Not long after this concert, the PR lineup cut two brand new songs for a 2018 single on Chunklet Records you might be interested in checking out here. 01. Working is No Problem 02. Gravity 03. Volume 04. K 05. Yo-Yo 06. Danger 07. Altitude 08. Italian Movie Theme 09. The Human Body 10. Precaution 11. Buzz 12. Feast on My Heart 13. Crazy 14. Cool 15. Beep 16. M-Train 17. Stop It MP3 or FLAC
This one slipped by a lot of people, myself included when it was released twenty years ago. In fact it only made it's way onto my radar quite recently. Estheraho was an utterly brief, low-key EP from Sarah Shannon, cut shortly after her sizably more renown stint as frontwoman for D.C. area pop wunderkinds Velocity Girl. In what little I've been able to glean about this CD online, Sarah doesn't regard it as terribly noteworthy, and considers it little more than a stepping stone to a pair of much more sophisticated full lengths, an eponymous 2001 album, '07's City Morning Song. Thing is, those albums never really sank in with me, but the comparatively spartan Estheraho makes a keener impression. Whether it's the crunchy indie-pop persuasion of "Wheel in a Wheel," "Marvel's" nervy angst, or the bright and brisk "Gone," there's something about this little disc that I wish she had parlayed to those subsequent albums.
01. Wheel in a Wheel
02. Learn the Ride
03. I Don't Want to See the Light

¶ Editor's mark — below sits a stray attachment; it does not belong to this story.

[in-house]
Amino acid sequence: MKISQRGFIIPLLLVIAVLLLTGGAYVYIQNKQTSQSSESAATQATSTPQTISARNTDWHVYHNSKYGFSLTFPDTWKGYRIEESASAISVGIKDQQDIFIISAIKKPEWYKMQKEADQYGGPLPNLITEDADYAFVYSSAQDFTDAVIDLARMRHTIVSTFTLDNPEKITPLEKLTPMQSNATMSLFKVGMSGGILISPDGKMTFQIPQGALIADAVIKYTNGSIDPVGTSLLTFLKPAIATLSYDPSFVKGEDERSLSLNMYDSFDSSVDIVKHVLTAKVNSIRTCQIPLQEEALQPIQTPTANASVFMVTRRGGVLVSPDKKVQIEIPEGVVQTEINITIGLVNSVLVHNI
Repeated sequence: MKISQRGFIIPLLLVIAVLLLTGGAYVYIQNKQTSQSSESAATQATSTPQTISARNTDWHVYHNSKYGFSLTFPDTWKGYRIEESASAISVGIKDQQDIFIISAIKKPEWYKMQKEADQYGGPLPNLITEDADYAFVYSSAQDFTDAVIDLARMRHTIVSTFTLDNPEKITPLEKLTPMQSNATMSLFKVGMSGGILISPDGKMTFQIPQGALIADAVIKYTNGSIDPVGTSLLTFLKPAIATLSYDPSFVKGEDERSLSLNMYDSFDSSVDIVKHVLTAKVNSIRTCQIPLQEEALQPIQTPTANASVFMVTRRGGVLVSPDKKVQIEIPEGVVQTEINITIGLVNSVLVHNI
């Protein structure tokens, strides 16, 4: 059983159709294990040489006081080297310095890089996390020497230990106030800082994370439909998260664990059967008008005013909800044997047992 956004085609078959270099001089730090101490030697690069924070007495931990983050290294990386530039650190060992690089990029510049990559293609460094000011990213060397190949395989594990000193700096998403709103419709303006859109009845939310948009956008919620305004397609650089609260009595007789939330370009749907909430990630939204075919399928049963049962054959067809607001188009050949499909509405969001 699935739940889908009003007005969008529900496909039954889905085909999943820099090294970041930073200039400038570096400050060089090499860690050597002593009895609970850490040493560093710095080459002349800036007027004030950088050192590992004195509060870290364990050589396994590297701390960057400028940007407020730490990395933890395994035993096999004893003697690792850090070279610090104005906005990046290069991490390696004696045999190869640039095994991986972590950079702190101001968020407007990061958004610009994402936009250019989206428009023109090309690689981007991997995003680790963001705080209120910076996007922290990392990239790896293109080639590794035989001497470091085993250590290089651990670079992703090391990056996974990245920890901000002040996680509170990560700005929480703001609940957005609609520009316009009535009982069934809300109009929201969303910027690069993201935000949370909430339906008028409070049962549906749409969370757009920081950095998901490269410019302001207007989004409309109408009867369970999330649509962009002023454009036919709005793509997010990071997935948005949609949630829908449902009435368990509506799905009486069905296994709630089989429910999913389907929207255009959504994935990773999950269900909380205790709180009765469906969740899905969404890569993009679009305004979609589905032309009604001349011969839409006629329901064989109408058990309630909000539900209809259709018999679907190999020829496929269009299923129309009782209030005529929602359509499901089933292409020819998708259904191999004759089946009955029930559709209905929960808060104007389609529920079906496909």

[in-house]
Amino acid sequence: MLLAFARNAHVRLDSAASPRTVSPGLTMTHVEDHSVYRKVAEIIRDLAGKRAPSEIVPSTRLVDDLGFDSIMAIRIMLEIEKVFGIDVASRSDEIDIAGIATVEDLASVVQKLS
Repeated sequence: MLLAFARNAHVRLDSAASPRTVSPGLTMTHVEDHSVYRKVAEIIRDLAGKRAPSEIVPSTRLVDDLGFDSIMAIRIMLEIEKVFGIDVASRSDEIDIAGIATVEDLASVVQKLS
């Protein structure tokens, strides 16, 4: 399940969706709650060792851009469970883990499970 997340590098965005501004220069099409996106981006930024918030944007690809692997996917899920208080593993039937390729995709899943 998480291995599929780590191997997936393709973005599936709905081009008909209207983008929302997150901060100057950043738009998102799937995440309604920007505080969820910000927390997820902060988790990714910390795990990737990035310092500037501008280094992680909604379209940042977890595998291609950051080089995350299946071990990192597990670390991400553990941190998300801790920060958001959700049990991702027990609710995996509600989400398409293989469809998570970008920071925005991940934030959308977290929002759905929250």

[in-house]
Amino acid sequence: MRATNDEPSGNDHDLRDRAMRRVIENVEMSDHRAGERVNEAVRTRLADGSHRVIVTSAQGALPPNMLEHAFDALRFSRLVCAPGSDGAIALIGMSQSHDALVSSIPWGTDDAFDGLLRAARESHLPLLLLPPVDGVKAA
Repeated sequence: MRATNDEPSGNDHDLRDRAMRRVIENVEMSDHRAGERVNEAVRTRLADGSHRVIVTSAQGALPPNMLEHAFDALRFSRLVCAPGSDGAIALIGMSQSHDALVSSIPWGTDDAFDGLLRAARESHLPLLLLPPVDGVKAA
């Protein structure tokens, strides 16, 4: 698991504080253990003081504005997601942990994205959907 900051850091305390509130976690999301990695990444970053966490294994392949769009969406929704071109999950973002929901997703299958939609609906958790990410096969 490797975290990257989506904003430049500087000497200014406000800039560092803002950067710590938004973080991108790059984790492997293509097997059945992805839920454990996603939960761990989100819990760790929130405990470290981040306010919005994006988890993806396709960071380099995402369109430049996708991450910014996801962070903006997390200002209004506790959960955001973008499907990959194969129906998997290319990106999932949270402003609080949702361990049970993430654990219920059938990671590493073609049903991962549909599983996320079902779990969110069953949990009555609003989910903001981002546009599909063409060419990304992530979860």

This was a killer find. Another one I kinda bought for the cover that turned out to be way more significant than the sleeve. B Team were a Bay Area trio with a post-punk sonic aptitude and a socio/politico hardcore ethos. Buy American's artful opening salvo "Dance Capital" is driven by an irresistible, staccato-laden groove plundered from Entertainment!-era Gang of Four and fortified by clever lyrics. The dissonance continues on "Eyes Are Bleeding," wherein the B Team doctrine yields a more distinctive tact. Bleaker forays on side two, "This Damage" and the concluding "Right," point to an absorption of Joy Division in addition to dadaist funk. Compelling in both their sheer attack and forward-thinking palette B Team had a wealth of things going for them, but they apparently dissolved after a this disk. A 1982 single preceded Buy American, which I'm going to try to get my hands on.
01. Dance Capital
02. Eyes Are Bleeding
03. Living for Christmas
04. This Damage
05. Youth Corps